Israel’s benchmark government bond yield surged to the highest level in two months after Bank of Israel Governor Stanley Fischer, who has reduced interest rates since 2011, said he will step down in June.
The yield on the 4.25 percent Mimshal Shiklit maturing March 2023 increased five basis points, or 0.05 percentage point, to 4.14 percent, the highest level since Nov. 25, at 11:18 a.m. in Tel Aviv. The yield jumped eight basis points after the announcement yesterday. The shekel was little changed today, while the benchmark TA-25 index gained 0.1 percent.
Fischer, governor since 2005, said he will leave in the middle of his second term. The central bank left its benchmark interest rate unchanged at 1.75 percent on Jan. 28 after a surprise cut the previous month that brought the rate to the lowest in more than two years. The regulator has gradually reduced the borrowing rate from 3.25 percent in 2011 to shore up the economy amid the European debt crisis.
The market reaction is “mainly due to the fear that the accommodative monetary policy, held during Fischer’s term will be changed,” Modi Shafrir, chief economist at Tel-Aviv-based I.L.S. Brokers, wrote in an e-mailed note yesterday. “One should still remember that since November 2011 the local rate decision is conducted by the Monetary Policy Committee and it seems that the majority of members still hold a relatively dovish attitude.”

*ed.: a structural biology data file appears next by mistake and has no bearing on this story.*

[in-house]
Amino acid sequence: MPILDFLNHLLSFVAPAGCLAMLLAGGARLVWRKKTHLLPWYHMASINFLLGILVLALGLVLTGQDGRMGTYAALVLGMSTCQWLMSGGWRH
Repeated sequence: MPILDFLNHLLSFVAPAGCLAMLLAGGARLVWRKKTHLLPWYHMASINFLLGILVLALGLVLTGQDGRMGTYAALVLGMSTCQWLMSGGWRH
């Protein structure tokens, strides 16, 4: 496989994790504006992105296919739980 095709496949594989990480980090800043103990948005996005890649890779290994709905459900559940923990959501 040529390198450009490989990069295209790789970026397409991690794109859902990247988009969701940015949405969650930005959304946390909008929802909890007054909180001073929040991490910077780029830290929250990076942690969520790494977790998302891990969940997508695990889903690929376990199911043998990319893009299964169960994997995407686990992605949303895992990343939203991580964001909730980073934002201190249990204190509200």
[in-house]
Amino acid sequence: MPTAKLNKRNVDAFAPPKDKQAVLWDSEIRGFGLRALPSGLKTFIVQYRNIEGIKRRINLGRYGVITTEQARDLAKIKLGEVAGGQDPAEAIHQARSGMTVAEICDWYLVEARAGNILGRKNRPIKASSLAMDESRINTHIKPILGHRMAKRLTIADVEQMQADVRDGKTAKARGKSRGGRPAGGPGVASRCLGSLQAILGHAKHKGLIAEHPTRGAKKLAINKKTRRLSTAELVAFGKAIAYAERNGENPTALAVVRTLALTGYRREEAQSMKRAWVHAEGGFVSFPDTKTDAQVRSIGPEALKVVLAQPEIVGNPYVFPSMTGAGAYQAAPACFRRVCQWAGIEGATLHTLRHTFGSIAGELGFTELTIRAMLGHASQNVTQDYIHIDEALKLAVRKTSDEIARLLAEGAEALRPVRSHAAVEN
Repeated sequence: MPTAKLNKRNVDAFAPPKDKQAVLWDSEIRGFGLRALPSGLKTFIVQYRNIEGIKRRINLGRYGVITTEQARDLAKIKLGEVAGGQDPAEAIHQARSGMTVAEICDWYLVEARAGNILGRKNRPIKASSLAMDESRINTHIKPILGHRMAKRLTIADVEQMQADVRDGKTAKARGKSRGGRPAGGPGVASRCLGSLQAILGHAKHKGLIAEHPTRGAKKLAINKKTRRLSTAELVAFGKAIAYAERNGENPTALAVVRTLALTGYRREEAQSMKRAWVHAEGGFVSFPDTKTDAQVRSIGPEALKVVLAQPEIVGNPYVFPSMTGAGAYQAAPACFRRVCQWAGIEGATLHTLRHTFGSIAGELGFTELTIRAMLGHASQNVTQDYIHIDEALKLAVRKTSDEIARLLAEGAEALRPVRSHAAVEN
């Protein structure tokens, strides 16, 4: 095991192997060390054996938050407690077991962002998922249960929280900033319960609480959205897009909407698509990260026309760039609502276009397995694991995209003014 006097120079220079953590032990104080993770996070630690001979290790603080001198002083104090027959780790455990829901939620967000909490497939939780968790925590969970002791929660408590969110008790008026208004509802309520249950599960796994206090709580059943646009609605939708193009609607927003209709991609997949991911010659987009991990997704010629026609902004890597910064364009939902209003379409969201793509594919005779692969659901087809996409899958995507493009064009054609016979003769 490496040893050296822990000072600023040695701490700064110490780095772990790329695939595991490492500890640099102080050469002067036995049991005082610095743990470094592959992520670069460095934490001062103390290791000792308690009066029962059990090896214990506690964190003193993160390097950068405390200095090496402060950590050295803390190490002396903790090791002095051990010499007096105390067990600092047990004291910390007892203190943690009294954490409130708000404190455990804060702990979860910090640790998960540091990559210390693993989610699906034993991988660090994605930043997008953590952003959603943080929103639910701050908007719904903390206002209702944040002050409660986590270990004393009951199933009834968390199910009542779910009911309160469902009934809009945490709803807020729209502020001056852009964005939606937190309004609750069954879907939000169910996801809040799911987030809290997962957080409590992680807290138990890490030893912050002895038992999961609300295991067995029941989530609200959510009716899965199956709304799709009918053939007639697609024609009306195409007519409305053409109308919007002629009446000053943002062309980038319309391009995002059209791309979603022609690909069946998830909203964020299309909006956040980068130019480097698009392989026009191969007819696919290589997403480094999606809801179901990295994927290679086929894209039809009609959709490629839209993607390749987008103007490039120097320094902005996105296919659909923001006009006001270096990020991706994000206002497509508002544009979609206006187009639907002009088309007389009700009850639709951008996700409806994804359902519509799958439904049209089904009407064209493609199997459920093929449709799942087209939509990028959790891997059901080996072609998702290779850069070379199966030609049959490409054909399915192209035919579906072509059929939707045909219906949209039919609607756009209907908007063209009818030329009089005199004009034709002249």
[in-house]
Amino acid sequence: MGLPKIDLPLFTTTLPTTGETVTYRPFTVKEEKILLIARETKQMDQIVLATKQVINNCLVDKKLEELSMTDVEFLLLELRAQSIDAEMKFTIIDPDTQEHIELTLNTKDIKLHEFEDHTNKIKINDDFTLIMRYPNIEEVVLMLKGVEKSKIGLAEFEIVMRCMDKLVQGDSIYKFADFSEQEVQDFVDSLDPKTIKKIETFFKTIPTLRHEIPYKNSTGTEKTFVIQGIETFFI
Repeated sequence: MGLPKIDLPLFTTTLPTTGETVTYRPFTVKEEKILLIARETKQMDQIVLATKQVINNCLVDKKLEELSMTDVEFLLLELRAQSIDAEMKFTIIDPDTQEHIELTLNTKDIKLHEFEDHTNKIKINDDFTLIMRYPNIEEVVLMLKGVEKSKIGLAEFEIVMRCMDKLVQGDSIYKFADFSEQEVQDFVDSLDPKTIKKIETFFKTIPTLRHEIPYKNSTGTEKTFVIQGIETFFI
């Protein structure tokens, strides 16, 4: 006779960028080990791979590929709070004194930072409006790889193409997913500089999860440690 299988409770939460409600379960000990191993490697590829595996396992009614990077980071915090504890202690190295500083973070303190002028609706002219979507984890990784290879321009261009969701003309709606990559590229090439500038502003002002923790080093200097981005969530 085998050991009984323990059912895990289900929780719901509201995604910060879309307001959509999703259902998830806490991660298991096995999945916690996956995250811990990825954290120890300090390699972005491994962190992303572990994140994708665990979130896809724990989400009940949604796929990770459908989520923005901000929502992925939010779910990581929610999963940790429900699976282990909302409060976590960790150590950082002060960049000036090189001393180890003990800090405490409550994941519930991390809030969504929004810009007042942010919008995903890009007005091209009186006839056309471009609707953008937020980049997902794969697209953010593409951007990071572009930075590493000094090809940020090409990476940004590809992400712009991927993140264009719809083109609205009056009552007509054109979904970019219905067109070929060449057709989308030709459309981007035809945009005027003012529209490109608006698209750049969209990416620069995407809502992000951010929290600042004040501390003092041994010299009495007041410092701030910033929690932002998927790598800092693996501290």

Fischer said at a press conference this morning in Jerusalem that one of his primary goals was passing a new Bank of Israel law that established a monetary committee to set interest rates, rather than relying only on the governor. His resignation came a week after voters gave Benjamin Netanyahu the chance to serve a third term as prime minister with a weaker mandate than four years ago.
The central banker said last year that it was a priority for the next government to reduce the budget deficit. Israel posted a gap of 39 billion shekels ($10.5 billion) for 2012, or 4.2 percent of gross domestic product, the Finance Ministry said on Jan. 13.
The Tel Aviv Bond 40 Index, which measures inflation-linked and fixed-rate corporate bonds, lost 0.2 percent to 281.21.
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